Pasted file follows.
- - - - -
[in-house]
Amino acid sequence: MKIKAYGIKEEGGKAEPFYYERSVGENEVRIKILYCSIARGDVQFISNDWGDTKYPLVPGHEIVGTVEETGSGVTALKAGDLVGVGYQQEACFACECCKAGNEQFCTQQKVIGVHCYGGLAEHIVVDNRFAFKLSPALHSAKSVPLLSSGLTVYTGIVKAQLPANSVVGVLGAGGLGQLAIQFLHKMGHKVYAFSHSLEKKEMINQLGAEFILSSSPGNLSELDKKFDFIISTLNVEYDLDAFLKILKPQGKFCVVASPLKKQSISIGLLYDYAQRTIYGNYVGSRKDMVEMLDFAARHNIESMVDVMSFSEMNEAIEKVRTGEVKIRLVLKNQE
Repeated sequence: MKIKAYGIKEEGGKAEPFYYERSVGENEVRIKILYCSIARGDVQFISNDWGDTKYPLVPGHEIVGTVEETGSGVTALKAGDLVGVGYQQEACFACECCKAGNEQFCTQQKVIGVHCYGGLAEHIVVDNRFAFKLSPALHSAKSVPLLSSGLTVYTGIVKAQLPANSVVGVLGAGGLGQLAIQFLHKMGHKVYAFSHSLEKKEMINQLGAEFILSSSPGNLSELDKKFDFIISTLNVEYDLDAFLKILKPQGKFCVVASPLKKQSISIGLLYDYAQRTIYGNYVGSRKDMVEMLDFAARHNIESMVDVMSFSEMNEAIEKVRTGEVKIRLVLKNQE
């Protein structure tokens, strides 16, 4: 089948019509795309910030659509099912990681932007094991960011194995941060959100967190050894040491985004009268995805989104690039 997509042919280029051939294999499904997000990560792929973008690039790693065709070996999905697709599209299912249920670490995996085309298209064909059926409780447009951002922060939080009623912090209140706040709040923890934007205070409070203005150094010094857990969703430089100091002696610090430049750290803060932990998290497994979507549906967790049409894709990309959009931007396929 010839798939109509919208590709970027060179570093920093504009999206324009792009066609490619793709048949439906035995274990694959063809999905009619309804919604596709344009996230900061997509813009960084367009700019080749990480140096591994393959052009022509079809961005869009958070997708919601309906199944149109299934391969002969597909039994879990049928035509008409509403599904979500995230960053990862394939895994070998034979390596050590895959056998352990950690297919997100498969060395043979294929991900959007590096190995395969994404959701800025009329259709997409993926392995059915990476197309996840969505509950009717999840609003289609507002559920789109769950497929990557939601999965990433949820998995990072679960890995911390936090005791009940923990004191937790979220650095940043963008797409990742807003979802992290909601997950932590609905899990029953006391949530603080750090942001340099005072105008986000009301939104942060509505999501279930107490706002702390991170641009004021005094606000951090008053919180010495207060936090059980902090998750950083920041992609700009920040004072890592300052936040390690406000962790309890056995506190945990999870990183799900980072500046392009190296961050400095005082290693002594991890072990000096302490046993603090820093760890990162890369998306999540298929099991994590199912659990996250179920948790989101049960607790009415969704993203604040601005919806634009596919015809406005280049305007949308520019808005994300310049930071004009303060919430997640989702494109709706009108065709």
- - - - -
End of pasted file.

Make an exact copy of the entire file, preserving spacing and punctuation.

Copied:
[in-house]
Amino acid sequence: MKIKAYGIKEEGGKAEPFYYERSVGENEVRIKILYCSIARGDVQFISNDWGDTKYPLVPGHEIVGTVEETGSGVTALKAGDLVGVGYQQEACFACECCKAGNEQFCTQQKVIGVHCYGGLAEHIVVDNRFAFKLSPALHSAKSVPLLSSGLTVYTGIVKAQLPANSVVGVLGAGGLGQLAIQFLHKMGHKVYAFSHSLEKKEMINQLGAEFILSSSPGNLSELDKKFDFIISTLNVEYDLDAFLKILKPQGKFCVVASPLKKQSISIGLLYDYAQRTIYGNYVGSRKDMVEMLDFAARHNIESMVDVMSFSEMNEAIEKVRTGEVKIRLVLKNQE
Repeated sequence: MKIKAYGIKEEGGKAEPFYYERSVGENEVRIKILYCSIARGDVQFISNDWGDTKYPLVPGHEIVGTVEETGSGVTALKAGDLVGVGYQQEACFACECCKAGNEQFCTQQKVIGVHCYGGLAEHIVVDNRFAFKLSPALHSAKSVPLLSSGLTVYTGIVKAQLPANSVVGVLGAGGLGQLAIQFLHKMGHKVYAFSHSLEKKEMINQLGAEFILSSSPGNLSELDKKFDFIISTLNVEYDLDAFLKILKPQGKFCVVASPLKKQSISIGLLYDYAQRTIYGNYVGSRKDMVEMLDFAARHNIESMVDVMSFSEMNEAIEKVRTGEVKIRLVLKNQE
């Protein structure tokens, strides 16, 4: 089948019509795309910030659509099912990681932007094991960011194995941060959100967190050894040491985004009268995805989104690039 997509042919280029051939294999499904997000990560792929973008690039790693065709070996999905697709599209299912249920670490995996085309298209064909059926409780447009951002922060939080009623912090209140706040709040923890934007205070409070203005150094010094857990969703430089100091002696610090430049750290803060932990998290497994979507549906967790049409894709990309959009931007396929 010839798939109509919208590709970027060179570093920093504009999206324009792009066609490619793709048949439906035995274990694959063809999905009619309804919604596709344009996230900061997509813009960084367009700019080749990480140096591994393959052009022509079809961005869009958070997708919601309906199944149109299934391969002969597909039994879990049928035509008409509403599904979500995230960053990862394939895994070998034979390596050590895959056998352990950690297919997100498969060395043979294929991900959007590096190995395969994404959701800025009329259709997409993926392995059915990476197309996840969505509950009717999840609003289609507002559920789109769950497929990557939601999965990433949820998995990072679960890995911390936090005791009940923990004191937790979220650095940043963008797409990742807003979802992290909601997950932590609905899990029953006391949530603080750090942001340099005072105008986000009301939104942060509505999501279930107490706002702390991170641009004021005094606000951090008053919180010495207060936090059980902090998750950083920041992609700009920040004072890592300052936040390690406000962790309890056995506190945990999870990183799900980072500046392009190296961050400095005082290693002594991890072990000096302490046993603090820093760890990162890369998306999540298929099991994590199912659990996250179920948790989101049960607790009415969704993203604040601005919806634009596919015809406005280049305007949308520019808005994300310049930071004009303060919430997640989702494109709706009108065709």